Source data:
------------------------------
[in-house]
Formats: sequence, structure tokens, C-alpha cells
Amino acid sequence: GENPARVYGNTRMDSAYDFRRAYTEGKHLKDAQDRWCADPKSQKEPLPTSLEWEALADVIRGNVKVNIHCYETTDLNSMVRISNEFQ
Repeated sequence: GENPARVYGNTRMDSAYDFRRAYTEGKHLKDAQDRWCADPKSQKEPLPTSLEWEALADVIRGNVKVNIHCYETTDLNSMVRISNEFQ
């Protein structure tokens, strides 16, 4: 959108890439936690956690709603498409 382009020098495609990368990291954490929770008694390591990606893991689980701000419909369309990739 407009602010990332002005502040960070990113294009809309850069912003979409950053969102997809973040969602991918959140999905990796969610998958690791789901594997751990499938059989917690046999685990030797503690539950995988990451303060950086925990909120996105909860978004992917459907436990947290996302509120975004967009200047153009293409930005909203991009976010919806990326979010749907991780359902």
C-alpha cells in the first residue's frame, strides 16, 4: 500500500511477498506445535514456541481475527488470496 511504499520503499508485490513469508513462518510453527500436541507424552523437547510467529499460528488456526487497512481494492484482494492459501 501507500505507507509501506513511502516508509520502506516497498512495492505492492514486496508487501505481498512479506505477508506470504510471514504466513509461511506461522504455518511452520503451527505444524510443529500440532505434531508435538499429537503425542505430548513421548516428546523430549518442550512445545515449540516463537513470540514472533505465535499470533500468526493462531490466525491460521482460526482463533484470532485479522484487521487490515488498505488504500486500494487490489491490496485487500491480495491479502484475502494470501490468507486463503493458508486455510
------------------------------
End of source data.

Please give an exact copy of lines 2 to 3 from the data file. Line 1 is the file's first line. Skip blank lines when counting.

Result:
Formats: sequence, structure tokens, C-alpha cells
Amino acid sequence: GENPARVYGNTRMDSAYDFRRAYTEGKHLKDAQDRWCADPKSQKEPLPTSLEWEALADVIRGNVKVNIHCYETTDLNSMVRISNEFQ